4 Tips for Your Next Stadium Stair Workout
Running or hiking stadium stairs has always been a great workout that has been used for years by college and pro athletes alike. More recently, however, this type of workout has gained popularity and has trickled down to the high school athlete and the average person like you and me who are trying to stay fit and may be looking for something different to try. It can be a great workout for anyone but especially if you like to run, bike, swim or row. This type of activity offers a very efficient way to increase lower body strength and power and should be a supplement to your exercise routine either on a weekly or monthly basis. Here are four tips to help make the experience a better one.
(1) Think Progression. When trying the stairs for the first time keep it simple. Try to slowly walk (hike) up a few sections or rows and complete “x” number of steps at your local high school or college stadium near you. If you have no problem with this your goal would be to slowly build up your volume (i.e. # steps or time) and progress to a more challenging workout once your body begins to adapt. As you become more proficient at walking the steps, you can add running into the mix (an example of stair progression: slow walk/fast walk/running/bounding).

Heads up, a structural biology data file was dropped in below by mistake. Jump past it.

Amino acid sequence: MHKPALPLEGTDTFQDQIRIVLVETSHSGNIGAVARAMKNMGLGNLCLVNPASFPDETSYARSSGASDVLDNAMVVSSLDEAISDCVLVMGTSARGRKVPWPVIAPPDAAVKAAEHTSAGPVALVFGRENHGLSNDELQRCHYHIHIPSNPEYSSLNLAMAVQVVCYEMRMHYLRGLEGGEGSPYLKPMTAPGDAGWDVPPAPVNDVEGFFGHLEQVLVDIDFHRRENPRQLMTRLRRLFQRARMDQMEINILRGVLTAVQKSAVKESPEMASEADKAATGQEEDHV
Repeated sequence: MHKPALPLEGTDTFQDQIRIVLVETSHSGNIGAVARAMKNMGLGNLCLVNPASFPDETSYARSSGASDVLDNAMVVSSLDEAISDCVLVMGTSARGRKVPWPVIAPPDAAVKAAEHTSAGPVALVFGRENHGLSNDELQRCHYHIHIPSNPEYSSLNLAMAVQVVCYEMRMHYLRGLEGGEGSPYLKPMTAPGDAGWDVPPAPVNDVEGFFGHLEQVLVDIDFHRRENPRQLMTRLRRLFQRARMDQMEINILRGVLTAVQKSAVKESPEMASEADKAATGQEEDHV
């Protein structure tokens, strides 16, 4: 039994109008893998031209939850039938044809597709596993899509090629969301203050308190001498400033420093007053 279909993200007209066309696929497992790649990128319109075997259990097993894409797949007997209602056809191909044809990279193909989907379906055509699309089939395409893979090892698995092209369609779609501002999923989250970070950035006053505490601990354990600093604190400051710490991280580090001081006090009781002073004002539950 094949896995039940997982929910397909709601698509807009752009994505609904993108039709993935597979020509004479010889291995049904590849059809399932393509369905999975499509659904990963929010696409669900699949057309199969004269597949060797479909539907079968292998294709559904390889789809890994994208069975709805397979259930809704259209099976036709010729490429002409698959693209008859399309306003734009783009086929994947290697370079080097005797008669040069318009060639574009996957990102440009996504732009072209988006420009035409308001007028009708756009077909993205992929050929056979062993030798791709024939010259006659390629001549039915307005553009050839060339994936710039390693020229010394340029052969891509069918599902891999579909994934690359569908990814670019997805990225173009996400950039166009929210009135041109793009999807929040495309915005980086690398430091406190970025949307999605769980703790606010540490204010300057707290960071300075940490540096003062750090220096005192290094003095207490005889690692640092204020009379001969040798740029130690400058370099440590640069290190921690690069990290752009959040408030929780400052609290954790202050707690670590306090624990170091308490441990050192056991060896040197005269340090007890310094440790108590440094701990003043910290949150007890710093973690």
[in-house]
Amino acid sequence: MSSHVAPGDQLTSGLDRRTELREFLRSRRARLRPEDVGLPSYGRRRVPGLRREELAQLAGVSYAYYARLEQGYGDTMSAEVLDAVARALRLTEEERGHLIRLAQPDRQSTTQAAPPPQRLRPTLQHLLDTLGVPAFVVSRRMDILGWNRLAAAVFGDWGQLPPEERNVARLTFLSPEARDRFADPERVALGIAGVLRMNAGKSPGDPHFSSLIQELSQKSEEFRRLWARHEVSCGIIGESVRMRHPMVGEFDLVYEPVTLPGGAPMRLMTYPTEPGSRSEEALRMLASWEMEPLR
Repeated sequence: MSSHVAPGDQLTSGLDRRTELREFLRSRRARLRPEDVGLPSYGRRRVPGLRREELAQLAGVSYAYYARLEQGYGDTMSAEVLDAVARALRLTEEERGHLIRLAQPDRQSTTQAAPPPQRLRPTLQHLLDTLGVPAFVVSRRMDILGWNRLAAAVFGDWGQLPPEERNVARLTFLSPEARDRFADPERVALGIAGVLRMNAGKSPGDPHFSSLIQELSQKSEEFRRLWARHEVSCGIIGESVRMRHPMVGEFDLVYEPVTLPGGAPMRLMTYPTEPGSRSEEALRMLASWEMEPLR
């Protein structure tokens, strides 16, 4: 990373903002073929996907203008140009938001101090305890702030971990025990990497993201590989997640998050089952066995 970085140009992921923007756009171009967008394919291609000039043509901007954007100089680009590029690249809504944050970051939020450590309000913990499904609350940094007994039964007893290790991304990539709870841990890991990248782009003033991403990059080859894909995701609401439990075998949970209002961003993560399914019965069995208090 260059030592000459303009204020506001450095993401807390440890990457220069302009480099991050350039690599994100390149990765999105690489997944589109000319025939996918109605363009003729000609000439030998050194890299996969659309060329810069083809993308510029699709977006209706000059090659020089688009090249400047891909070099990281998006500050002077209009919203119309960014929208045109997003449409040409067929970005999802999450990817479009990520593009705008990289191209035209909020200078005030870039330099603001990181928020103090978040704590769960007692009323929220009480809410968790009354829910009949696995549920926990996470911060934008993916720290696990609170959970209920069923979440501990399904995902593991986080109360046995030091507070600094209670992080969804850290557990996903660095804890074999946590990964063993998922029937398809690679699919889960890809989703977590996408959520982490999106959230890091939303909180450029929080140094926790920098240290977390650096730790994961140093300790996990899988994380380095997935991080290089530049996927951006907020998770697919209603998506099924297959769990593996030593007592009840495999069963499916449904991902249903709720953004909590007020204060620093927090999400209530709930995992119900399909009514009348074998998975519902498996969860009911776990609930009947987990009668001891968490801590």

(2) Make Your Own Circuit. To change things up a bit (after you have been doing them for a while) try to add in some upper body work after every few sections of stairs that you complete. You can add in some abdominal work, push-ups, T-push-ups, or dips and the by-product is a more complete, full-body workout. You can even bring some exercise bands or even light dumbbells with you as time goes on.
(3) Bring a Workout Partner. Each time you go try to bring different friends to workout with who have different fitness levels or exercise backgrounds. This is ideal for catching up with old friends and gives you a built-in choice of having an easy or hard workout session depending on the ability of that friend.
(4) Try Using a Pedometer. This can be a great way to look at the volume of work that you do over time. If you do for example, a quarter or half of the stadium first time out – take a look at your total steps (let’s use 5000 steps) and try to build on that number by 250-500 steps each time out.